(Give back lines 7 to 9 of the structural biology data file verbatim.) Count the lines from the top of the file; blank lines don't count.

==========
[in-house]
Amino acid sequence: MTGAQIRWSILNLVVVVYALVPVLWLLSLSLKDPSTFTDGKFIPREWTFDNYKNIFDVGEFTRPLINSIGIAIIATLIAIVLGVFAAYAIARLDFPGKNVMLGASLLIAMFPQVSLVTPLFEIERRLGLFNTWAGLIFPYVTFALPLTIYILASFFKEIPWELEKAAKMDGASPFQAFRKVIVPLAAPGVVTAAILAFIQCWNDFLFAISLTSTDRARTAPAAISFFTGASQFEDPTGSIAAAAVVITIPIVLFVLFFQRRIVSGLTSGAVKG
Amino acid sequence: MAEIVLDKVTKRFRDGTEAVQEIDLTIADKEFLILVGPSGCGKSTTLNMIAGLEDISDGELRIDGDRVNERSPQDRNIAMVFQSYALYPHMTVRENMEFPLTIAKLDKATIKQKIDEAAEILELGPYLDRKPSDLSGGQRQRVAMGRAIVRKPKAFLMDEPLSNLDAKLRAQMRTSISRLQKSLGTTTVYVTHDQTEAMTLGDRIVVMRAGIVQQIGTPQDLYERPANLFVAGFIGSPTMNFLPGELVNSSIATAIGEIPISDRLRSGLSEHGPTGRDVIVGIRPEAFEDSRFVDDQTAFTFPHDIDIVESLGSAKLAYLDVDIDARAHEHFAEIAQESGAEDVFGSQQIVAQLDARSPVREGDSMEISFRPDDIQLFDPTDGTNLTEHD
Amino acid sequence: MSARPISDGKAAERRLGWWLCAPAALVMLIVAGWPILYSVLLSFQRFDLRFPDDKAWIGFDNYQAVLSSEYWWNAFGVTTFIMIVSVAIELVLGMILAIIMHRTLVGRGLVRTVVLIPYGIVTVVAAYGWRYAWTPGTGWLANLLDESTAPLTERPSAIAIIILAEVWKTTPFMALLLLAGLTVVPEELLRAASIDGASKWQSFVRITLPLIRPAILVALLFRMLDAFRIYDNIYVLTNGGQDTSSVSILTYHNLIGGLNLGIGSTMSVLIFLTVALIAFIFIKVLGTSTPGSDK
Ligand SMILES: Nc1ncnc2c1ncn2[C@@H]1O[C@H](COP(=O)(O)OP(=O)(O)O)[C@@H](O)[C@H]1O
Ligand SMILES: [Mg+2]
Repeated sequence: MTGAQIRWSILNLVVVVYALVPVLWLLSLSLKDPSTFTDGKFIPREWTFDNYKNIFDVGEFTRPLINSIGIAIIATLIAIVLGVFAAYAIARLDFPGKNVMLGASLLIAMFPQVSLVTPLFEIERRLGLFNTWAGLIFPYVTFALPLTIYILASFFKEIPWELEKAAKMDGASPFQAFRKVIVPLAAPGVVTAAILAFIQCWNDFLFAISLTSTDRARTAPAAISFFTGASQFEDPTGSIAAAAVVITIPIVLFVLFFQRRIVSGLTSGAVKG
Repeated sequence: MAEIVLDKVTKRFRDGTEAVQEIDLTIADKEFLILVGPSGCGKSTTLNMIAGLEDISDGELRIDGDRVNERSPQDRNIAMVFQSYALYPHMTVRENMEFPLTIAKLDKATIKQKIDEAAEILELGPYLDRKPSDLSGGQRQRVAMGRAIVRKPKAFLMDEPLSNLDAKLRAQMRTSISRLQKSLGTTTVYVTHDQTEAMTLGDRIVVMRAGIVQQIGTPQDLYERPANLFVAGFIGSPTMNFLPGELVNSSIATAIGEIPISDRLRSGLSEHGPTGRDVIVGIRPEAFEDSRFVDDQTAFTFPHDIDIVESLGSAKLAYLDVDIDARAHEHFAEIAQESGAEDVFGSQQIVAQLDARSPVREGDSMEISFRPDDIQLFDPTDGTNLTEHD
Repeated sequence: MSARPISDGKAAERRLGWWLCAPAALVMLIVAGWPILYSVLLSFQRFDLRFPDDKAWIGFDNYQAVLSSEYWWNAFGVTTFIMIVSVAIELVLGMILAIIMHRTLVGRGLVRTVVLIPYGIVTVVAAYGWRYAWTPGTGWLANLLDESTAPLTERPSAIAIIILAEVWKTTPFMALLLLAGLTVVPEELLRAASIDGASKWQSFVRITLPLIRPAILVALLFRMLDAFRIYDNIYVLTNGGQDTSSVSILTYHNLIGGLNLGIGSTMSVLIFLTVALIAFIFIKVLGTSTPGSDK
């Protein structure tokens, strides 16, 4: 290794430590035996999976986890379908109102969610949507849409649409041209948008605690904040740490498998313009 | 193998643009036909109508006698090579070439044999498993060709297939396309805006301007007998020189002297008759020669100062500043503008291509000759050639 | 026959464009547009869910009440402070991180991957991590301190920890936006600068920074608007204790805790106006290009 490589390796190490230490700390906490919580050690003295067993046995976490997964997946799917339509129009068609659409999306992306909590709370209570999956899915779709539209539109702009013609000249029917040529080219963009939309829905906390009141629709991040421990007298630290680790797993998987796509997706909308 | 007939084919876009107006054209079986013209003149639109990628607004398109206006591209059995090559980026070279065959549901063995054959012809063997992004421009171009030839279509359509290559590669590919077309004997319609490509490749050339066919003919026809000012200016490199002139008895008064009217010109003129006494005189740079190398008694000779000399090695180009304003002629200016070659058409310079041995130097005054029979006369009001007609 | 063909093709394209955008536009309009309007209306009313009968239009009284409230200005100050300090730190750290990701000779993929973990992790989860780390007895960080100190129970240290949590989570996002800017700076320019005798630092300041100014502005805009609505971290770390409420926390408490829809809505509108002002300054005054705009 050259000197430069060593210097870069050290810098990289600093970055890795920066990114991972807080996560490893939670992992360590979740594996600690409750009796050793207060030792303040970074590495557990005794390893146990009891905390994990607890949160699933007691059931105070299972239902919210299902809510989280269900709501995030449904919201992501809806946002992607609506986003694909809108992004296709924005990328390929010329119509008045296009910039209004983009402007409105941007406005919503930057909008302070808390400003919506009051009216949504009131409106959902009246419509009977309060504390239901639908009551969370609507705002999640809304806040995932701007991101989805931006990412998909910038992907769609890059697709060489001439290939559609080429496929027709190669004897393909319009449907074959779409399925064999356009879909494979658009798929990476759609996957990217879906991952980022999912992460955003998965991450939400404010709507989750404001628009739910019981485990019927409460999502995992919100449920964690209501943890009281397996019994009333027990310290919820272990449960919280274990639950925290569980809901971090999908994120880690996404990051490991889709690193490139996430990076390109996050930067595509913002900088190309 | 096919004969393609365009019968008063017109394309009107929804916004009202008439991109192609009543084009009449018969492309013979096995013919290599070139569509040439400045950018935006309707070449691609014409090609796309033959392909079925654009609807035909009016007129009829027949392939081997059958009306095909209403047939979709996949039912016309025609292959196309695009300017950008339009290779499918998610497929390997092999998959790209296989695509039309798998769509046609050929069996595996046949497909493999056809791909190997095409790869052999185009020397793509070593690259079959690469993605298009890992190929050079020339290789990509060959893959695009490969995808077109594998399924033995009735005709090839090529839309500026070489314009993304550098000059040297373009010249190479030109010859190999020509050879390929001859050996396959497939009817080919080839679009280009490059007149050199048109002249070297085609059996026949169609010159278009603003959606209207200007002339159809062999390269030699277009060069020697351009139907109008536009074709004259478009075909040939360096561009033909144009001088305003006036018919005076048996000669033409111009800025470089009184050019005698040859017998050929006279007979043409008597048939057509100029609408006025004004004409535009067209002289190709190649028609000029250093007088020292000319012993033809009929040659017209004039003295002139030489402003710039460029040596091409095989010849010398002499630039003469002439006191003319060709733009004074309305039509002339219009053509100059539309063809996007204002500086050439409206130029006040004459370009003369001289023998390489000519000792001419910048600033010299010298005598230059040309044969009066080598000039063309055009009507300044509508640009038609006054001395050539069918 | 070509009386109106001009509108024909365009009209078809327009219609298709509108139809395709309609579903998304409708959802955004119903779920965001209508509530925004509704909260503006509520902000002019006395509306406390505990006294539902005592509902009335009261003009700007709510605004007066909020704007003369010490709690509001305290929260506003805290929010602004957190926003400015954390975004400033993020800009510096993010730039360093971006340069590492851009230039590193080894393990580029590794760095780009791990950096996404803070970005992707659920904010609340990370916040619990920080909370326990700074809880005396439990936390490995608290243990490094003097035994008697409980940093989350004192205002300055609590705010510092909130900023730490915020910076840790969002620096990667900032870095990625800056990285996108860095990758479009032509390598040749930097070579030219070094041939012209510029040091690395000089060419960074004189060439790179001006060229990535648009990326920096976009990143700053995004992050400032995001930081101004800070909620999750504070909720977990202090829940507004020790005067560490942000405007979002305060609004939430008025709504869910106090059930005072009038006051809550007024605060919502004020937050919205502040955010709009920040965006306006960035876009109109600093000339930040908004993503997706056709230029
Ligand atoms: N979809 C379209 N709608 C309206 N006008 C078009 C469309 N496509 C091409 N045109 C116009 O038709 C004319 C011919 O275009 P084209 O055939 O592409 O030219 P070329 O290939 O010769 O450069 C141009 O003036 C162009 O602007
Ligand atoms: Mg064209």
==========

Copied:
Repeated sequence: MTGAQIRWSILNLVVVVYALVPVLWLLSLSLKDPSTFTDGKFIPREWTFDNYKNIFDVGEFTRPLINSIGIAIIATLIAIVLGVFAAYAIARLDFPGKNVMLGASLLIAMFPQVSLVTPLFEIERRLGLFNTWAGLIFPYVTFALPLTIYILASFFKEIPWELEKAAKMDGASPFQAFRKVIVPLAAPGVVTAAILAFIQCWNDFLFAISLTSTDRARTAPAAISFFTGASQFEDPTGSIAAAAVVITIPIVLFVLFFQRRIVSGLTSGAVKG
Repeated sequence: MAEIVLDKVTKRFRDGTEAVQEIDLTIADKEFLILVGPSGCGKSTTLNMIAGLEDISDGELRIDGDRVNERSPQDRNIAMVFQSYALYPHMTVRENMEFPLTIAKLDKATIKQKIDEAAEILELGPYLDRKPSDLSGGQRQRVAMGRAIVRKPKAFLMDEPLSNLDAKLRAQMRTSISRLQKSLGTTTVYVTHDQTEAMTLGDRIVVMRAGIVQQIGTPQDLYERPANLFVAGFIGSPTMNFLPGELVNSSIATAIGEIPISDRLRSGLSEHGPTGRDVIVGIRPEAFEDSRFVDDQTAFTFPHDIDIVESLGSAKLAYLDVDIDARAHEHFAEIAQESGAEDVFGSQQIVAQLDARSPVREGDSMEISFRPDDIQLFDPTDGTNLTEHD
Repeated sequence: MSARPISDGKAAERRLGWWLCAPAALVMLIVAGWPILYSVLLSFQRFDLRFPDDKAWIGFDNYQAVLSSEYWWNAFGVTTFIMIVSVAIELVLGMILAIIMHRTLVGRGLVRTVVLIPYGIVTVVAAYGWRYAWTPGTGWLANLLDESTAPLTERPSAIAIIILAEVWKTTPFMALLLLAGLTVVPEELLRAASIDGASKWQSFVRITLPLIRPAILVALLFRMLDAFRIYDNIYVLTNGGQDTSSVSILTYHNLIGGLNLGIGSTMSVLIFLTVALIAFIFIKVLGTSTPGSDK